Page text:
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Growing on the High Plains: Chimenea

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Get ready, because today’s Growing on the High Plains is on fire! In fact, we might even call it “Burning on the High Plains.” As you’ve surely noticed, autumn temperatures are descending across our region. It takes me back to memories of enjoying the brisk outdoors with my grandmother – a woman who thrilled at the prospect of lighting a warming bonfire. For what it’s worth, I seem to have inherited her “firebug” gene, though I’ve learned caution the hard way after a few close calls with careless burn piles. But now I have a tidy solution: my chimenea—an upright, clay patio fireplace that’s both front-loading and features a vertical smoke vent. This oblong oven allows for a well-positioned, safely-contained, and on-demand fire show. And as the evening glow grows dimmer, it keeps your outdoor relaxation station toasty and lit.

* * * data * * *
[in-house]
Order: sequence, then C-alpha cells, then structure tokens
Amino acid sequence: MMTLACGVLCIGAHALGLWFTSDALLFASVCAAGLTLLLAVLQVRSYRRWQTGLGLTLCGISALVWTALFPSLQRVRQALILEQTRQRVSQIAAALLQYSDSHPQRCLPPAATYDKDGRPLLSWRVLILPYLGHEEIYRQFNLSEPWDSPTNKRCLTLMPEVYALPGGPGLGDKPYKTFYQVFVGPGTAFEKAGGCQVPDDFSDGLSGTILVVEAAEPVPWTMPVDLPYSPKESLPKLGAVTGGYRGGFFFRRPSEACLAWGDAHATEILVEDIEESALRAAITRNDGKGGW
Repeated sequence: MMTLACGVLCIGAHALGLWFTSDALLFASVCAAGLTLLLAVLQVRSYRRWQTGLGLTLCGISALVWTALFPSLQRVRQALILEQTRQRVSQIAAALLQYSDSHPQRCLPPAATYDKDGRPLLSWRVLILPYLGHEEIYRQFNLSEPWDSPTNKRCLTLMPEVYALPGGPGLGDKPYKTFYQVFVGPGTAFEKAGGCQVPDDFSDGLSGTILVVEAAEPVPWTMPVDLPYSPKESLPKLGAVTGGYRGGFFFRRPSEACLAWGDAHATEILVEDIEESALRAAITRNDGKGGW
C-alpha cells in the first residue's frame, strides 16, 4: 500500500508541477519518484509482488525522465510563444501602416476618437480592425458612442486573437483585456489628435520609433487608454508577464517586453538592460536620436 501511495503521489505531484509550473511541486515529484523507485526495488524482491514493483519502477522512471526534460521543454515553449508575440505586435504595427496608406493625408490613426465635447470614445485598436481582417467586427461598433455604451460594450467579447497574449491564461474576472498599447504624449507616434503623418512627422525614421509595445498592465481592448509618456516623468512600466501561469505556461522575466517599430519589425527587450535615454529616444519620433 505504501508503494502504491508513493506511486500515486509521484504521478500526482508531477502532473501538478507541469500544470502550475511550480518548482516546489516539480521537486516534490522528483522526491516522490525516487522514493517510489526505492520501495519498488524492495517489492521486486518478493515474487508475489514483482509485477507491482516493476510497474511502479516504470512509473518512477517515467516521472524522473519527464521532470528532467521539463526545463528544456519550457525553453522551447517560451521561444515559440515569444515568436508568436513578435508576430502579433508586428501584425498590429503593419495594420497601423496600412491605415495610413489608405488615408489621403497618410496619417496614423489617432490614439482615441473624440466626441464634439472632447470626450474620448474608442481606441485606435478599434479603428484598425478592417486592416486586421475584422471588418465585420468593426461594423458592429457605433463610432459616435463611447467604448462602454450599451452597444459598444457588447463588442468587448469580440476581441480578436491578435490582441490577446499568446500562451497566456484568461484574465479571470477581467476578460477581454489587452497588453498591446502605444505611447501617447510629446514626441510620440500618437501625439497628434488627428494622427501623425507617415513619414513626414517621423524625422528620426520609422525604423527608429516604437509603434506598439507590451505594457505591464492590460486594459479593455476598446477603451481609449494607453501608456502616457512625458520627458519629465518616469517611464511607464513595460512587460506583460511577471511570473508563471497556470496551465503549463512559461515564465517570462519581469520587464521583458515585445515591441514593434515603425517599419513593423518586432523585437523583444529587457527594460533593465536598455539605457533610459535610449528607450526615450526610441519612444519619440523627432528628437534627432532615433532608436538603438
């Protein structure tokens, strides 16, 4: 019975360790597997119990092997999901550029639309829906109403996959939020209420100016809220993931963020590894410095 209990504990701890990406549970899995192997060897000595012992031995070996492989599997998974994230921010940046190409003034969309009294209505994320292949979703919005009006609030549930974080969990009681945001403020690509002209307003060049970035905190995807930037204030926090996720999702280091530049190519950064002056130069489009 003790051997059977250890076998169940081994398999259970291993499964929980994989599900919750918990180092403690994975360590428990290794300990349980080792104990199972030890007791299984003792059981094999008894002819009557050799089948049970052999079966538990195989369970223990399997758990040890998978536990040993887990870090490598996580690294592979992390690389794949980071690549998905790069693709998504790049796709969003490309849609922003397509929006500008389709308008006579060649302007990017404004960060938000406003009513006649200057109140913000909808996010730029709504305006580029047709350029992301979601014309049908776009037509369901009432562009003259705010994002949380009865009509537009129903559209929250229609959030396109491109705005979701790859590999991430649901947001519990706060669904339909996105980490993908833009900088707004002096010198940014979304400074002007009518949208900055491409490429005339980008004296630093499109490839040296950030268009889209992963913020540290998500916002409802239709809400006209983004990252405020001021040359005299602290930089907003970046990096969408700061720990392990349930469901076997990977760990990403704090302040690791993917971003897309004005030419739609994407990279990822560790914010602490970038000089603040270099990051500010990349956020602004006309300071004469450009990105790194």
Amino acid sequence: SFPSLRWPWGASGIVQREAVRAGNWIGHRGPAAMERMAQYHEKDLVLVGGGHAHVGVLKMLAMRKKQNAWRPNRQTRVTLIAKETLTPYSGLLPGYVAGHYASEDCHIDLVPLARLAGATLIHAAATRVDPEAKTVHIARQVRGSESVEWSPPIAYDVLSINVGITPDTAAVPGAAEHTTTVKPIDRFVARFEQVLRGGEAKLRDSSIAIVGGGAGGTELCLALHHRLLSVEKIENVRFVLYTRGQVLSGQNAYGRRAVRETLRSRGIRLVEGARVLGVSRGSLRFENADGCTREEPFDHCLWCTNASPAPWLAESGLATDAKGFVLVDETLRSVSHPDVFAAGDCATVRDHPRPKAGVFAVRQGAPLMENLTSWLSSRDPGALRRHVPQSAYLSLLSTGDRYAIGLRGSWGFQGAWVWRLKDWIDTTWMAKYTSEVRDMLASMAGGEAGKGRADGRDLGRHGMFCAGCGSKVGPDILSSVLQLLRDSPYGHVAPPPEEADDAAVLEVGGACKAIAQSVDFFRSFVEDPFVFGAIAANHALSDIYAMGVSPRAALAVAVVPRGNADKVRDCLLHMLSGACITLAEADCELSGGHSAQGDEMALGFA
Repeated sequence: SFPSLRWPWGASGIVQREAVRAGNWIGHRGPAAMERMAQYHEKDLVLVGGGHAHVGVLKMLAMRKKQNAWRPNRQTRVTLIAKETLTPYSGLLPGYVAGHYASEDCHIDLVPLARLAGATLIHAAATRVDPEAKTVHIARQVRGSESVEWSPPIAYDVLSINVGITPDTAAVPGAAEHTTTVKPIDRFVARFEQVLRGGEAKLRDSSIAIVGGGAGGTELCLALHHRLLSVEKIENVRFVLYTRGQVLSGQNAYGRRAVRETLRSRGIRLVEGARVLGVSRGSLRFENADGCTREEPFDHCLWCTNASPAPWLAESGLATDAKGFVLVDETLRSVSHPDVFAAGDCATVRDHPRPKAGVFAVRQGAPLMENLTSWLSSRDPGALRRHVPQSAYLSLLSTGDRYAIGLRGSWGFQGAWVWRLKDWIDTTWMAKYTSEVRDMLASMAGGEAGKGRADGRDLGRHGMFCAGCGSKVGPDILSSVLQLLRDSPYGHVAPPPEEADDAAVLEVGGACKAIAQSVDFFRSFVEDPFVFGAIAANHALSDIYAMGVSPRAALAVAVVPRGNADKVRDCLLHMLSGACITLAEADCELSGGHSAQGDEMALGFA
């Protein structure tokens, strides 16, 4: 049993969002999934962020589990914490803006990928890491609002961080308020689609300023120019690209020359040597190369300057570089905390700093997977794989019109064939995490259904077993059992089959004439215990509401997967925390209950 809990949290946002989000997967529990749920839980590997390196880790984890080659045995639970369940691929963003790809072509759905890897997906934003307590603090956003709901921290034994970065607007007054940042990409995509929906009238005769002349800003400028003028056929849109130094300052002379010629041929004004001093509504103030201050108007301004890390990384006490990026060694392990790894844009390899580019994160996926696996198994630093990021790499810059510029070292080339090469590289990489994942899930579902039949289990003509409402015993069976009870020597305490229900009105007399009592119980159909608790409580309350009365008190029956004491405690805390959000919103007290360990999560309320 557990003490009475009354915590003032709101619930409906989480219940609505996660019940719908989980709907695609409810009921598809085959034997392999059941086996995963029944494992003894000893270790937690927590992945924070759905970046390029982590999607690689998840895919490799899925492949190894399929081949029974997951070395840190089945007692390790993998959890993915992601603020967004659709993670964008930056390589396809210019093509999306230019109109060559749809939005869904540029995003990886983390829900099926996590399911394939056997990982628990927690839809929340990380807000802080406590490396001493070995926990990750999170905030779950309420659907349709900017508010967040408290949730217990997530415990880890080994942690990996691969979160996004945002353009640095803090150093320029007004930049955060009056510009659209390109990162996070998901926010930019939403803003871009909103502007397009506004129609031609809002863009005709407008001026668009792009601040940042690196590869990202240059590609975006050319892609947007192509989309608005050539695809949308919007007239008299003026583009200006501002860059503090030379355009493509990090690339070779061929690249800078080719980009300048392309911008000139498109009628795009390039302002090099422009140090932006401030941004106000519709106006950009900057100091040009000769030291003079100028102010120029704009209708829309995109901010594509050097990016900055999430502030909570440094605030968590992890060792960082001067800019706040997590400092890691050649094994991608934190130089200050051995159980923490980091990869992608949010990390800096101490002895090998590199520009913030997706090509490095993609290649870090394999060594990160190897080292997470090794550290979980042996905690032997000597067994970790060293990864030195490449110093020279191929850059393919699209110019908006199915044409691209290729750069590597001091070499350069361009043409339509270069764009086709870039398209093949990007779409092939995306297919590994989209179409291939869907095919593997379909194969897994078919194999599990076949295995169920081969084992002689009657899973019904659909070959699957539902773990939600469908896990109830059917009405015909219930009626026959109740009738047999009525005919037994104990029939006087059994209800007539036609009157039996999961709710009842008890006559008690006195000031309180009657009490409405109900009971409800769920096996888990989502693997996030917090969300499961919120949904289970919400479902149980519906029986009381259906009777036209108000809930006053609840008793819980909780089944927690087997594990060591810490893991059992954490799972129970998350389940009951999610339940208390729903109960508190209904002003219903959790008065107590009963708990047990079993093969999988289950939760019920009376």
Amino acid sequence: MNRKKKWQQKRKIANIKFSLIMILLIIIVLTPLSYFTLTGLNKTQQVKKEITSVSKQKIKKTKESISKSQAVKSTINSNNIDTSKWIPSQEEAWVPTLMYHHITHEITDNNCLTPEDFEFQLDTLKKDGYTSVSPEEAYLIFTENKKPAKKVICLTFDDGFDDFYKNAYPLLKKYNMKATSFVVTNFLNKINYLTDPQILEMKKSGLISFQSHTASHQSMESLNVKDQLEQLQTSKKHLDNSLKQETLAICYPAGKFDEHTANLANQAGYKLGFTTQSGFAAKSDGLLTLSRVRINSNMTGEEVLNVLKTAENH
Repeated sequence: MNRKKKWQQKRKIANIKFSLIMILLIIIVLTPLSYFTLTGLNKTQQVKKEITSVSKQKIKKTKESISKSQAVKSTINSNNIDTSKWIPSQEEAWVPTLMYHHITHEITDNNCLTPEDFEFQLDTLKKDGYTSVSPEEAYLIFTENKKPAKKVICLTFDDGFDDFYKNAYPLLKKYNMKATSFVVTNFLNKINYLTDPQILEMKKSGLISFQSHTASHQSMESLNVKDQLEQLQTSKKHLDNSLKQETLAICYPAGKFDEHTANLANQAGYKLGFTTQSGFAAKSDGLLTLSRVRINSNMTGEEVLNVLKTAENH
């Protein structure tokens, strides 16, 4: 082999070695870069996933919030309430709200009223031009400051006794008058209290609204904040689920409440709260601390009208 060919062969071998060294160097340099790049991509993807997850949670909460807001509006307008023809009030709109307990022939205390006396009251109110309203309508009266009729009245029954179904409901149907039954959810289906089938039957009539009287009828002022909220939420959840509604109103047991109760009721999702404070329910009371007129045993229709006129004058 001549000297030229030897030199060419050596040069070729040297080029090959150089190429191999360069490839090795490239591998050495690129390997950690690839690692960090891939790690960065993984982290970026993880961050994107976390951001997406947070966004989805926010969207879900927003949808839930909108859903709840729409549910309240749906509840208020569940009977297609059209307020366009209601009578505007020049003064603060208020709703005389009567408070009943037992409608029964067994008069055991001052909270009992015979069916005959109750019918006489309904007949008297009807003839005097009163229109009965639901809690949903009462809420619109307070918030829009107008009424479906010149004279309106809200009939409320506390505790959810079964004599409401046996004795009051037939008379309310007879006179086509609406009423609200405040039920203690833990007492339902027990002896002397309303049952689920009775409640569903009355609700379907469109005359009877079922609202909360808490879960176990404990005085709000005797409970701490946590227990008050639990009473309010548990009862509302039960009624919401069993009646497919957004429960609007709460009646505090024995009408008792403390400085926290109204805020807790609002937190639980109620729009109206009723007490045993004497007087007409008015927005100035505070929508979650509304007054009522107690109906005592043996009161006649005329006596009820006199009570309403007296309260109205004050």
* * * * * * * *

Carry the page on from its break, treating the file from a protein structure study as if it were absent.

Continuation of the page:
__________

 
ASHES denote that fire was;

  Respect the grayest pile

For the departed creature’s sake

  That hovered there awhile.
  

Fire exists the first in light,

  And then consolidates,—

Only the chemist can disclose

  Into what carbonates.

—Emily Dickinson, "Part One: Life ~ CXIII" (1924)

Years ago Skip Mancini left the rocky coast of Northern California to return to her roots in the heartland. Her San Francisco friends, concerned over her decision to live in a desolate flatland best known for a Hollywood tornado, were afraid she would wither and die on the vine. With pioneer spirit, Skip planted a garden. She began to learn about growing not only flowers and vegetables, but hearts and minds. If you agree that the prairie is a special place, we think you'll enjoy her weekly sojourns into Growing on the High Plains.